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Re: Detecting a closed socket

by MarkM (Curate)
on Aug 06, 2003 at 04:33 UTC ( #281269=note: print w/ replies, xml ) Need Help??


in reply to Detecting a closed socket

Others have offered pieces of the puzzle. I'll try and offer you the complete solution:

Stream sockets (UNIX or INET) are bi-directional pipes. The pipe may be closed for reading or writing at either end (see shutdown() in perlfunc). When one end close()'s the socket, the pipe is closed for both reading and writing at that end.

If a socket is read from that was closed for writing at the remote end, the read system call will return 0 (see sysread() in perlfunc).

If a socket is written to that was closed for reading at the remote end, the write system call will return EPIPE (and the calling process may be forced to handle or ignore SIGPIPE).

IO::Select (really select() or poll()) should be used as an 'event ready' indicator, not a 'bytes' indicator.

In your latest response, you suggested that you would be verifying that write() returns the number of bytes that you expect it to. This is not proper, as the write system call may append the bytes to a system buffer, and return the number of bytes 'written' immediately. The bytes have not reached their destination at this point, and the socket could still close for reading at the remote end before your bytes reach it.

The subject of ensuring that records are transmitted successfully, completely, and that separate connections are synchronized is a complicated subject that I won't begin to discuss here.

Cheers, and good luck,
mark


Comment on Re: Detecting a closed socket
Re: Re: Detecting a closed socket
by Flame (Deacon) on Aug 06, 2003 at 07:07 UTC

    I seem to have confused you a little. I'm not all that concerned about the sucess of the transmissions themselves, so I have no checks on any of the writing to the sockets, the only problem I had was a set of dead sockets that my server was holding on to un-necessaraly. True I could add greater destinction between what went wrong in the read set, and I may do that at some point, but as it seems to work now, I see no need. As for the IO::Select thing, it is only being used as a "this socket has something to say" indicator. The expected length is determined by a 4 digit number that prefixes the message.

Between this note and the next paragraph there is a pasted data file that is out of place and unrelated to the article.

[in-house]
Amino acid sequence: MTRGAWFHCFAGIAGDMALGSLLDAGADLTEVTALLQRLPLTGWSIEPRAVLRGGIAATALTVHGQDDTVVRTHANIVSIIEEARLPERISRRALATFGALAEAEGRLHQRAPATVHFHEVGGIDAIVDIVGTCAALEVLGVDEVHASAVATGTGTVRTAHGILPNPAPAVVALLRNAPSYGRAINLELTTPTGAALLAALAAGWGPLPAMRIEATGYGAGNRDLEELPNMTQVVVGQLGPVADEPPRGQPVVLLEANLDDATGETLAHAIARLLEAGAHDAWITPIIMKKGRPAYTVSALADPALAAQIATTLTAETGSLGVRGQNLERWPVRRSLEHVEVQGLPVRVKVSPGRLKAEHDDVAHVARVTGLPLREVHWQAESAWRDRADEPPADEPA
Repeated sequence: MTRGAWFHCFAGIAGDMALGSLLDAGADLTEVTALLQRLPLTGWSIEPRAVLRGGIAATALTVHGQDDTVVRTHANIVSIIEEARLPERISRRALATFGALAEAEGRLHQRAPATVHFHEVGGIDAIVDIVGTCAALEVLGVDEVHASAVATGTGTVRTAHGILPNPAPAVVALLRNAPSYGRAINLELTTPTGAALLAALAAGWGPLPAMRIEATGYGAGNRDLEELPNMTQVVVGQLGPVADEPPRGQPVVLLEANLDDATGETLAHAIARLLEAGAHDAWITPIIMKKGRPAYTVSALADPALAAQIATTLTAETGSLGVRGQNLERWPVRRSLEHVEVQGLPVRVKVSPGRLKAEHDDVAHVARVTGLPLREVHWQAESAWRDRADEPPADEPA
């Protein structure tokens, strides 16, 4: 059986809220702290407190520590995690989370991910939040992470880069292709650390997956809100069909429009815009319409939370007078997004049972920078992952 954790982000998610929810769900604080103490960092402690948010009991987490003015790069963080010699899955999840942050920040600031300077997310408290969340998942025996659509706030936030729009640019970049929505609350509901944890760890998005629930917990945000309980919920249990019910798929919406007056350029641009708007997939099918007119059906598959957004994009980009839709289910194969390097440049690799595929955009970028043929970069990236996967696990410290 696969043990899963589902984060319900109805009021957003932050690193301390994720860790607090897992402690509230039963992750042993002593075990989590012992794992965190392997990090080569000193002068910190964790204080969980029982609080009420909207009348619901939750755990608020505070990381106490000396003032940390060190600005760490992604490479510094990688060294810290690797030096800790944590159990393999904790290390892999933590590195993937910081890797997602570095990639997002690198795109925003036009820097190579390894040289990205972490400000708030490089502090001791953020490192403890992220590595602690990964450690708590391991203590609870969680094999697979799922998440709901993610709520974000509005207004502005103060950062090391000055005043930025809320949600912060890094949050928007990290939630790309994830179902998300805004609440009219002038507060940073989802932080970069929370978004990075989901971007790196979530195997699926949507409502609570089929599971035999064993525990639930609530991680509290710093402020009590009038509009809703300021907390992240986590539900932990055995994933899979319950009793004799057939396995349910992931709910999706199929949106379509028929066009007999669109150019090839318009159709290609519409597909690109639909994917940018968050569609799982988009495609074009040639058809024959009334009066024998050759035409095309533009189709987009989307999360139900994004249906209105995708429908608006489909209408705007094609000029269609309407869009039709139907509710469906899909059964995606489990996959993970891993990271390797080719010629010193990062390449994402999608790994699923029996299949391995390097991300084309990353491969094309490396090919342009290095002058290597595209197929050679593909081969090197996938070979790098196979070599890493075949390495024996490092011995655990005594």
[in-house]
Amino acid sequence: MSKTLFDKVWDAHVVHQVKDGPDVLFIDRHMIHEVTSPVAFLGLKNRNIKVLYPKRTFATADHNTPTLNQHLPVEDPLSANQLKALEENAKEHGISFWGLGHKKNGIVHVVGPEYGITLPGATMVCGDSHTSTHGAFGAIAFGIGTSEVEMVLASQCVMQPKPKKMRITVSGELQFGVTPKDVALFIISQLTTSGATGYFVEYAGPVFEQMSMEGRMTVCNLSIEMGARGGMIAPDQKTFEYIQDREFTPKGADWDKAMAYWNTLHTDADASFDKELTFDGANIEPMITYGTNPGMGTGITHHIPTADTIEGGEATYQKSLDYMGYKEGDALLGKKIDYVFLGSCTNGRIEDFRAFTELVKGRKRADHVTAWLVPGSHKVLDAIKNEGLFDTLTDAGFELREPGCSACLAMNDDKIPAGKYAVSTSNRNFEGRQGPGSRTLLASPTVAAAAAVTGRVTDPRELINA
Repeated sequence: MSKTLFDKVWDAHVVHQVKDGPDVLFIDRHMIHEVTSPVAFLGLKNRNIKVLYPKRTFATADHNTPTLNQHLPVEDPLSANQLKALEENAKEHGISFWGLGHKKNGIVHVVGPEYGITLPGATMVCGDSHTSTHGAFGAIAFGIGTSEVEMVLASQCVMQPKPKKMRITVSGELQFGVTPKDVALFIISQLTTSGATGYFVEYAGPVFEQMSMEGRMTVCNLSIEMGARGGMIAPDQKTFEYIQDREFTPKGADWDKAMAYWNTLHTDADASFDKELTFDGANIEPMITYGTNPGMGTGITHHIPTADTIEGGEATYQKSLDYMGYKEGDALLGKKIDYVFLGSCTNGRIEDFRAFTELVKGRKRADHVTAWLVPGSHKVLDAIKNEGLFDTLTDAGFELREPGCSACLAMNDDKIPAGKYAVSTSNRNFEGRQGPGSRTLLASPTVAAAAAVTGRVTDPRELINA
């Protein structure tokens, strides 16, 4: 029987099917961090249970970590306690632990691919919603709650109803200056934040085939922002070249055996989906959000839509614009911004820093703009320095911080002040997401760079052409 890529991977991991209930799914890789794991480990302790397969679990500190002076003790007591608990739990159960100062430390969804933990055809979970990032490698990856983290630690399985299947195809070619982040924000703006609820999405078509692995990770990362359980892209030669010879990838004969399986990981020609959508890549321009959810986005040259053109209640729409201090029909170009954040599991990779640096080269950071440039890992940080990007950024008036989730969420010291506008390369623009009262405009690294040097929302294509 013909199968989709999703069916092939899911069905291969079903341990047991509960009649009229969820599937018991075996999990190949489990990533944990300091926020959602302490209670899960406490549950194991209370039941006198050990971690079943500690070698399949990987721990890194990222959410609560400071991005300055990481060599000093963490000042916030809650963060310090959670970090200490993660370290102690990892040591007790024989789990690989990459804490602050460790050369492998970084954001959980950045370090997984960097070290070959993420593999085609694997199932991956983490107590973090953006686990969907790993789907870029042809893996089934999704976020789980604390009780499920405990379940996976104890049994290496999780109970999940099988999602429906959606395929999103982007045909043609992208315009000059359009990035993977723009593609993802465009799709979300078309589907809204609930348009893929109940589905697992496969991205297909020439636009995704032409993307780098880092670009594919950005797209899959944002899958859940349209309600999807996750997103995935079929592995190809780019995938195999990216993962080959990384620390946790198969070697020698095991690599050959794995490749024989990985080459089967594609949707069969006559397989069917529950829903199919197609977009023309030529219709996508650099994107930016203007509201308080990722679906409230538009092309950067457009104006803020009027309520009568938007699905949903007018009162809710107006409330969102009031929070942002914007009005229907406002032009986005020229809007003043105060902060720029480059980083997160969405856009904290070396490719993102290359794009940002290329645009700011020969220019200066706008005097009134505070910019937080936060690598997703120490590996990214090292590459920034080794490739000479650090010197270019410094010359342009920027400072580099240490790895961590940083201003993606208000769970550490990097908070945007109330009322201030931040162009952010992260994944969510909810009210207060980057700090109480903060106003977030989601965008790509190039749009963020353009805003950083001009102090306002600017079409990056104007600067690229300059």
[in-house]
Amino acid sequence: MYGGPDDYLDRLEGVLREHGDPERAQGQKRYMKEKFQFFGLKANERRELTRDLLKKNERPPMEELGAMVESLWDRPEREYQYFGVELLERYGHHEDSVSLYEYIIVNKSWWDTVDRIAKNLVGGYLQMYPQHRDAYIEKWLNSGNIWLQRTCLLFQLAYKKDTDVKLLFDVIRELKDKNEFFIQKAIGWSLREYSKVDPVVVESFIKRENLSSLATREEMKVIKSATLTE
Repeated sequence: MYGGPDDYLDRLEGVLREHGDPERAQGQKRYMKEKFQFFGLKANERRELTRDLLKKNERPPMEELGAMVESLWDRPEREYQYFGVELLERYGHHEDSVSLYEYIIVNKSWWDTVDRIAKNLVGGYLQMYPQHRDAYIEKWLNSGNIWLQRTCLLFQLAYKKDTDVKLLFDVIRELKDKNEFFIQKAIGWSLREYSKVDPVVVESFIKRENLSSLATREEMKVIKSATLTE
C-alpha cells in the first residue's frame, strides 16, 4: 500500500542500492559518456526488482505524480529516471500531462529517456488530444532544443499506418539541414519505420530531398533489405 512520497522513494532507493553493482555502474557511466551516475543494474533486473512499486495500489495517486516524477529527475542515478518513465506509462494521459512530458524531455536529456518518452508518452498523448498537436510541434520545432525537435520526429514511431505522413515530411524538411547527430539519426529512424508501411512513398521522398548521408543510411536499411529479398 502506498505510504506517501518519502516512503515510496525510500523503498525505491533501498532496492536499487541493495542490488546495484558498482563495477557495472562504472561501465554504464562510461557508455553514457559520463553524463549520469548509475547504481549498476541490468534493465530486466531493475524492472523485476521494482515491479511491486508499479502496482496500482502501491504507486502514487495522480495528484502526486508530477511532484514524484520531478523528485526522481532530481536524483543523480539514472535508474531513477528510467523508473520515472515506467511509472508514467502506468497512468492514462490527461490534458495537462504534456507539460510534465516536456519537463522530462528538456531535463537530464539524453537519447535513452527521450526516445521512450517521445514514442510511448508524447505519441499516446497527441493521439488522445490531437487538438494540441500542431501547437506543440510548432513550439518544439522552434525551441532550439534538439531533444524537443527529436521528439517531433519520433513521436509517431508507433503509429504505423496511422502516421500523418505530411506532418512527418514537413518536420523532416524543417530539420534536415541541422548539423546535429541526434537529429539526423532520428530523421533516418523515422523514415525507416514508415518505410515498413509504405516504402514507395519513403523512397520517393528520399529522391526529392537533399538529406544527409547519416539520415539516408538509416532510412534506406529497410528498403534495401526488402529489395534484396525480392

It's also possible I'm mis-understanding your advice, if so please explain more fully.



    My code doesn't have bugs, it just develops random features.

    Flame ~ Lead Programmer: GMS (DOWN) | GMS (DOWN)

      UPDATE: The poster was using the return of read(), not write(). This still isn't safe under all circumstances, but it should be safe as long as the socket is blocking, and there is no requirement for the server application to switch between multiple clients. In the servers that I normally write, I always have to switch between multiple clients, therefore I always choose to use non-blocking sockets, with all read() and write() operations performed by a buffering layer.

      Detecting failure on write() only allows you to clean up 'dead' sockets when you get around to writing to the sockets. This can be sub-optimal if write() is issued infrequently.

      Also, write() only guarantees that the bytes make it to a system buffer, it does not guarantee that the socket is still 'open'. If the socket is blocking (the default), write()'s larger than the size of the system buffer will block, holding the entire server process up. If the socket is non-blocking (see IO::Handle::blocking()) write()'s may return with fewer bytes (usually, the room left in the system buffer before it is filled), but this does not mean that the socket is closed. It just means you have to complete the write() at a later time.

      Somebody else suggested that you use Net::Server. The reason for this suggestion is that socket manipulation is not always intuitive, and it is frequently more complex than most people want to understand. Server applications implemented using logic like "syswrite(4) must return 4" may work in the present, because 4 is significantly less than the size of a system buffer, but what happens when more bytes are written, and the system buffer gets filled? The server can fail, and the failure can be difficult to reproduce or solve later.

      Cheers,
      mark

        I'm not using write() to determine if it's still open, I'm using sysread().



        My code doesn't have bugs, it just develops random features.

        Flame ~ Lead Programmer: GMS (DOWN) | GMS (DOWN)

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